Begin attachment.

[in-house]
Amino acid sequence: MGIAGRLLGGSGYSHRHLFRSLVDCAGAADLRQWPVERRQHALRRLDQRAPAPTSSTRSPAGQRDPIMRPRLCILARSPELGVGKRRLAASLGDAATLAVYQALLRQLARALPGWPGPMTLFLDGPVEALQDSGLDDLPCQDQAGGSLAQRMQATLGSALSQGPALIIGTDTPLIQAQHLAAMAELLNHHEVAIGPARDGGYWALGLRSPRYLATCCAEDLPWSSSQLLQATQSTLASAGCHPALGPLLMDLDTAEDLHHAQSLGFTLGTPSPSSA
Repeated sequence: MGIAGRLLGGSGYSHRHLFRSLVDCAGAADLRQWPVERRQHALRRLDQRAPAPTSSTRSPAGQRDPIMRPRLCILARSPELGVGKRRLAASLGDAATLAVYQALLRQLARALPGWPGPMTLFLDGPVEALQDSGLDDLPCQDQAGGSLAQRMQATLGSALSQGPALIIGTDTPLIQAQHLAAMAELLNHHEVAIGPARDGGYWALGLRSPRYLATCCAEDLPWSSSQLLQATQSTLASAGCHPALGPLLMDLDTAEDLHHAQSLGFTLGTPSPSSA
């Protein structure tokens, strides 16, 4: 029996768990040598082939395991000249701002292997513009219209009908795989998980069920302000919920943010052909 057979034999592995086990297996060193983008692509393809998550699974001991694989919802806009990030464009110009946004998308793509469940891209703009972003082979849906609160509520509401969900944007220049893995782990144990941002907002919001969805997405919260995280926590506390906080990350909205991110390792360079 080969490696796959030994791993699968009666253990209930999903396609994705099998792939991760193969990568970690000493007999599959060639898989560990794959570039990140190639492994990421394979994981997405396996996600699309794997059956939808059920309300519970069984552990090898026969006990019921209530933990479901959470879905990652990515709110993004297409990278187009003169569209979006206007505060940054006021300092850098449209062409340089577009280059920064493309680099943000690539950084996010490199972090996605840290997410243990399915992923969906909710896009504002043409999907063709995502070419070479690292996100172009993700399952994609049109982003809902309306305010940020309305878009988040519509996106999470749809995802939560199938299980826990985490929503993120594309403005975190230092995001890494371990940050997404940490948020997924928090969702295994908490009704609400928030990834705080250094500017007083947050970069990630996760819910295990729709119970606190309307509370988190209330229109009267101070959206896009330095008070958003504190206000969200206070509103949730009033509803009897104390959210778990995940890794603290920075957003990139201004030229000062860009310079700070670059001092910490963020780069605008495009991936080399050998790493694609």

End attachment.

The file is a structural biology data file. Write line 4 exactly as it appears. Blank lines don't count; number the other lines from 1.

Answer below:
């Protein structure tokens, strides 16, 4: 029996768990040598082939395991000249701002292997513009219209009908795989998980069920302000919920943010052909 057979034999592995086990297996060193983008692509393809998550699974001991694989919802806009990030464009110009946004998308793509469940891209703009972003082979849906609160509520509401969900944007220049893995782990144990941002907002919001969805997405919260995280926590506390906080990350909205991110390792360079 080969490696796959030994791993699968009666253990209930999903396609994705099998792939991760193969990568970690000493007999599959060639898989560990794959570039990140190639492994990421394979994981997405396996996600699309794997059956939808059920309300519970069984552990090898026969006990019921209530933990479901959470879905990652990515709110993004297409990278187009003169569209979006206007505060940054006021300092850098449209062409340089577009280059920064493309680099943000690539950084996010490199972090996605840290997410243990399915992923969906909710896009504002043409999907063709995502070419070479690292996100172009993700399952994609049109982003809902309306305010940020309305878009988040519509996106999470749809995802939560199938299980826990985490929503993120594309403005975190230092995001890494371990940050997404940490948020997924928090969702295994908490009704609400928030990834705080250094500017007083947050970069990630996760819910295990729709119970606190309307509370988190209330229109009267101070959206896009330095008070958003504190206000969200206070509103949730009033509803009897104390959210778990995940890794603290920075957003990139201004030229000062860009310079700070670059001092910490963020780069605008495009991936080399050998790493694609």